Two Wendys Who Dared
To cap off Women's History Month, we want to recognize two stellar women who were recently honored in Chicago as part of JWA's Women Who Dared project. You may have seen our online exhibition of Women Who Dared, which features interview segments with over 50 pioneering women in Chicago, Boston, Baltimore, and New Orleans.
What you may not know is that the project continues in Chicago through biannual events (hosted by Jewish Women's Foundation of Metropolitan Chicago and the Women's Division of the Jewish United Fund) honoring new women who dare to bring change to their communities and beyond. I recently had the pleasure to speak on the phone with the two most recent honorees, who happen to both be named Wendy. They attended Northwestern's Kellogg School of Management together, yet were honored at this event for the work they have done outside of "corporate America" -- applying the skills they obtained in business school in the not-for-profit world to make an impact on their communities and beyond.
Wendy Abrams has been a climate change activist on a mission since learning about the threat of global warming eight years ago (this was way before An Inconvenient Truth). While many of us responded to learning about global warming by making lifestyle changes such as buying compact florescent light bulbs and trying to drive less frequently, Wendy has devoted herself to this cause on a larger scale -- lobbying congress, volunteering for environmental organizations, and founding a nonprofit organization called Cool Globes. In 2007 Wendy organized the public art exhibition Cool Globes: Hot Ideas for a Cooler Planet, featuring 120 large-scale globes, which hundreds of artists, school children, and other collaborators used as their canvases to convey messages about global warming. Seed packets, pinwheels, ink cartridges, and scrap metal are just a few of the materials that have decorated these globes.
When I asked Wendy A. about how being female had affected her activism and work, she said: "I think that sometimes -- particularly on an issue like the environment -- you're seen as this hysterical housewife that you're overreacting and emotional versus a man who would be much more rational and logical. I kind of just ignored that. I made sure that I was presenting myself as rational and reasonable, because this wasn't an emotional thing, this was based in facts. This is an issue that should never have been framed as a special interest, but as a public interest. But on the other hand it should be a particular concern to women and mothers."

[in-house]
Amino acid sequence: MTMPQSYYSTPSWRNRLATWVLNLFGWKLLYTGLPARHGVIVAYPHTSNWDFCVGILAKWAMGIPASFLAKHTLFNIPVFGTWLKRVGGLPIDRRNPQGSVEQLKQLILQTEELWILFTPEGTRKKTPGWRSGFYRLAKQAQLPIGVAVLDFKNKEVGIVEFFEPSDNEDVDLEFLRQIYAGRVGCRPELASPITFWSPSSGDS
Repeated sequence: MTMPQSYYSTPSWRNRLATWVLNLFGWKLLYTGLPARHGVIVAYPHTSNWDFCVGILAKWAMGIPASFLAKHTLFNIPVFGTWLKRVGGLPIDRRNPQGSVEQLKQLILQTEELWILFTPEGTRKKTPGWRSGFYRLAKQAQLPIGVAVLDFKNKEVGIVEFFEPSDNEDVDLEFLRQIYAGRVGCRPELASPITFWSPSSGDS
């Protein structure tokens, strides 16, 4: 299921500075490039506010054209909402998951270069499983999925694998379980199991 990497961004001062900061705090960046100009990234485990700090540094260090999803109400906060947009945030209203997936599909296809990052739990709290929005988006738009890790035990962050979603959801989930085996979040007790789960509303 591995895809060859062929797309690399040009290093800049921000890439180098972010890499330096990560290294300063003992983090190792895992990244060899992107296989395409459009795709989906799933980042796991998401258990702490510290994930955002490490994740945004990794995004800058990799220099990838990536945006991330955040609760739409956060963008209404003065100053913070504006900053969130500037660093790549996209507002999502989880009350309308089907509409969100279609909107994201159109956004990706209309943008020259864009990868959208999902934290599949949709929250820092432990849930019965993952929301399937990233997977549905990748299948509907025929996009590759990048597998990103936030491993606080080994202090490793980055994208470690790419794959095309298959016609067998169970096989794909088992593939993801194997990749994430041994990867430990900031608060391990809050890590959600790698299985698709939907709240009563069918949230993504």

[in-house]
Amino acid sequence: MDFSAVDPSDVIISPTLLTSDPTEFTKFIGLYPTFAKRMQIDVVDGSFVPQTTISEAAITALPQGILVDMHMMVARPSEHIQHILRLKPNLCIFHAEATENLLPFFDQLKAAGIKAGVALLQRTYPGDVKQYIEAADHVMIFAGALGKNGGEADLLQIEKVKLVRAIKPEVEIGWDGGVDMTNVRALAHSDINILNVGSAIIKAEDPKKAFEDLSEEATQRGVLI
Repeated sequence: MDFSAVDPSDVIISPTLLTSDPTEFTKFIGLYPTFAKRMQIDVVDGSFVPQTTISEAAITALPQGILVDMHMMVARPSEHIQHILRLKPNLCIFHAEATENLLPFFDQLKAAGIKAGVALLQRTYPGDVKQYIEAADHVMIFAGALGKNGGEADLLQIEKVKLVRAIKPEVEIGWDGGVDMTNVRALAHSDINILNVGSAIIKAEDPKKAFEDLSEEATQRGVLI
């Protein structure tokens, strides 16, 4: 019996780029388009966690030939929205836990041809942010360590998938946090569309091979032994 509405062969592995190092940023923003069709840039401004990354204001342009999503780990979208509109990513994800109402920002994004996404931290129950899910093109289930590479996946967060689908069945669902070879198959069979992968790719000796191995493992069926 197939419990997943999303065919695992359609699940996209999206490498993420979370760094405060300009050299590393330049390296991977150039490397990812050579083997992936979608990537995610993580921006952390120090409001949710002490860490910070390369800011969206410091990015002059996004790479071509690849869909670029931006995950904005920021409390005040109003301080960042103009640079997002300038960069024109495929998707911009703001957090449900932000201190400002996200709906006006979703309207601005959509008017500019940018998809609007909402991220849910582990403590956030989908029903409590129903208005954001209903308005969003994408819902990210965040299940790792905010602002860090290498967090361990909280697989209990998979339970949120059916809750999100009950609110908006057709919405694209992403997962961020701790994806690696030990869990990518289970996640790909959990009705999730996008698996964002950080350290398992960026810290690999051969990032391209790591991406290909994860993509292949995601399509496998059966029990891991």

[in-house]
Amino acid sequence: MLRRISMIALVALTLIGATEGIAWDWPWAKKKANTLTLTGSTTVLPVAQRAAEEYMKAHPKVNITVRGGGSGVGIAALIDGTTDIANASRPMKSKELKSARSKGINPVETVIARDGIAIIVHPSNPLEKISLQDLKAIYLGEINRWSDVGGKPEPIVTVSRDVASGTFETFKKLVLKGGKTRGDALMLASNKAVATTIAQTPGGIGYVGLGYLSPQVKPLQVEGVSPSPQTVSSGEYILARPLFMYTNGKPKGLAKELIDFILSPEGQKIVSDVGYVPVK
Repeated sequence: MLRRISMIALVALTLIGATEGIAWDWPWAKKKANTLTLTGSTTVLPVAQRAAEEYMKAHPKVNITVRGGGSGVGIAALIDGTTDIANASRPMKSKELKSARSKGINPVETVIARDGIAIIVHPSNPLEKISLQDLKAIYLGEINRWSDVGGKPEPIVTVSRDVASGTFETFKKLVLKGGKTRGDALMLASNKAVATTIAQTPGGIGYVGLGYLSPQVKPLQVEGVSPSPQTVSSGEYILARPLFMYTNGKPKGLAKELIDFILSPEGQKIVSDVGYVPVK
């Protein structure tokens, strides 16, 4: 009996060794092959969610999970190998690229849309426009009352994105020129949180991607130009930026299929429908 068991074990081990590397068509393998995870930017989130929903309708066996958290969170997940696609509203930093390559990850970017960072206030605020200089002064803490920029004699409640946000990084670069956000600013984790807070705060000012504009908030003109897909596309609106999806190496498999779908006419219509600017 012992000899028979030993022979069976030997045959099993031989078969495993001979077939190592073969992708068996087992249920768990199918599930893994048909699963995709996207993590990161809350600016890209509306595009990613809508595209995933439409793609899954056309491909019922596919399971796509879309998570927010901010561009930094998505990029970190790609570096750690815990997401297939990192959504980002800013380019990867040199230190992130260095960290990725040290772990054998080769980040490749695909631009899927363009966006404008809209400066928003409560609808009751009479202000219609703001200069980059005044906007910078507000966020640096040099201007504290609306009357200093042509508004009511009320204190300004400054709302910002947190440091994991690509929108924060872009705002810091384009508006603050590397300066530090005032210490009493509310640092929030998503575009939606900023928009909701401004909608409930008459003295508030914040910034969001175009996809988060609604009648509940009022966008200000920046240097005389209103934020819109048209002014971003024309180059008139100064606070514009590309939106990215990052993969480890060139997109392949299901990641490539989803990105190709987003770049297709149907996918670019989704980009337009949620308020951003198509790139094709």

I also enjoyed learning about Wendy Platt Newberger's leadership in the Jewish community. When I spoke with Wendy P. N. about being honored for Women Who Dared, she was hesitant to categorize herself as an "activist," but her leadership on issues of pluralism and diversity within Jewish education suggests otherwise. I certainly would describe Wendy as an activist for Jewish life. She is committed to Jewish education for individuals of all ages, with roles such as founding president of the Chicago Jewish Day School and member of the international board for the Florence Melton Adult Mini-School. Her involvement with the Chicago Jewish Day School, as with other organizations, has been motivated by "its mission of multi-denominationalism." Wendy stands out as advocate for the Jewish community; she explained, "to be a strong Jewish community, we have to be respectful and tolerant, and truly embrace our whole Jewish community."
Wendy P. N. and I talked a lot about her work with the school and her own upbringing. When I asked her the same question, about how being female affected her activism and work, she said: "I like to pretend that things like race and gender don't matter, but I think there have been benefits to being a woman in terms of my leadership style. But at times it has been challenging to not be a part of the old boys' network-it's not what I can rest on. The perspective of being a woman and being a mother lends itself to certain characteristics-problem solving, listening, multitasking, patience when things need to move at a certain pace-but it's beyond that. Understanding that my unique strengths are what [make me effective], and you can connect that to being a woman, but it is also just who I am."
What do you think the relationship is between gender identity and activism? Is it a connection we feel comfortable making? Is it useful? limiting? empowering?
How to cite this page
Emily. "Two Wendys Who Dared." 31 March 2009. Jewish Women's Archive. (Viewed on May 3, 2016) <http://jwa.org/blog/two-wendys-who-dared>.